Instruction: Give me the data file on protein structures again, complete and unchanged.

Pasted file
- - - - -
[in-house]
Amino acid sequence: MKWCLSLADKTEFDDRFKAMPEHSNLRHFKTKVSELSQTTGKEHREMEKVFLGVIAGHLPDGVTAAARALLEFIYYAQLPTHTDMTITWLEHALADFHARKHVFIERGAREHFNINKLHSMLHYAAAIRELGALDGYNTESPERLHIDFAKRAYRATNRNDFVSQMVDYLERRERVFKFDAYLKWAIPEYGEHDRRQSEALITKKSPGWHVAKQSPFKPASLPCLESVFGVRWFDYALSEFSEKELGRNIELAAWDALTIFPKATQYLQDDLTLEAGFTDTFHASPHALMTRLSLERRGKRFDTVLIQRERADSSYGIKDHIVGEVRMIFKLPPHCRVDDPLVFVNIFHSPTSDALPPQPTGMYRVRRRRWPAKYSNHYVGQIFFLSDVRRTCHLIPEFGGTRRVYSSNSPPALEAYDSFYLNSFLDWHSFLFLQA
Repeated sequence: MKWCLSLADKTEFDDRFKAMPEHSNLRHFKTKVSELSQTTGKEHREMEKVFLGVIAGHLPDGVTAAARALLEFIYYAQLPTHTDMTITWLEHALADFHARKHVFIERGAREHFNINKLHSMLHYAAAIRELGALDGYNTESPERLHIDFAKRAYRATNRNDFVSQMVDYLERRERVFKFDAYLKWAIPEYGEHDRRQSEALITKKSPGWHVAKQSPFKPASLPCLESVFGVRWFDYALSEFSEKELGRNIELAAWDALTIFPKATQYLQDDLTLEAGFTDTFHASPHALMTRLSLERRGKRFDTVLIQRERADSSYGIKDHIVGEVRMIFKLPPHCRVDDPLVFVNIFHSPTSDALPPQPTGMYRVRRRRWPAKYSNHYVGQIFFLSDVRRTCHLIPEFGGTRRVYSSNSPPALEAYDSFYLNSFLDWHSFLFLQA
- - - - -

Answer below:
[in-house]
Amino acid sequence: MKWCLSLADKTEFDDRFKAMPEHSNLRHFKTKVSELSQTTGKEHREMEKVFLGVIAGHLPDGVTAAARALLEFIYYAQLPTHTDMTITWLEHALADFHARKHVFIERGAREHFNINKLHSMLHYAAAIRELGALDGYNTESPERLHIDFAKRAYRATNRNDFVSQMVDYLERRERVFKFDAYLKWAIPEYGEHDRRQSEALITKKSPGWHVAKQSPFKPASLPCLESVFGVRWFDYALSEFSEKELGRNIELAAWDALTIFPKATQYLQDDLTLEAGFTDTFHASPHALMTRLSLERRGKRFDTVLIQRERADSSYGIKDHIVGEVRMIFKLPPHCRVDDPLVFVNIFHSPTSDALPPQPTGMYRVRRRRWPAKYSNHYVGQIFFLSDVRRTCHLIPEFGGTRRVYSSNSPPALEAYDSFYLNSFLDWHSFLFLQA
Repeated sequence: MKWCLSLADKTEFDDRFKAMPEHSNLRHFKTKVSELSQTTGKEHREMEKVFLGVIAGHLPDGVTAAARALLEFIYYAQLPTHTDMTITWLEHALADFHARKHVFIERGAREHFNINKLHSMLHYAAAIRELGALDGYNTESPERLHIDFAKRAYRATNRNDFVSQMVDYLERRERVFKFDAYLKWAIPEYGEHDRRQSEALITKKSPGWHVAKQSPFKPASLPCLESVFGVRWFDYALSEFSEKELGRNIELAAWDALTIFPKATQYLQDDLTLEAGFTDTFHASPHALMTRLSLERRGKRFDTVLIQRERADSSYGIKDHIVGEVRMIFKLPPHCRVDDPLVFVNIFHSPTSDALPPQPTGMYRVRRRRWPAKYSNHYVGQIFFLSDVRRTCHLIPEFGGTRRVYSSNSPPALEAYDSFYLNSFLDWHSFLFLQA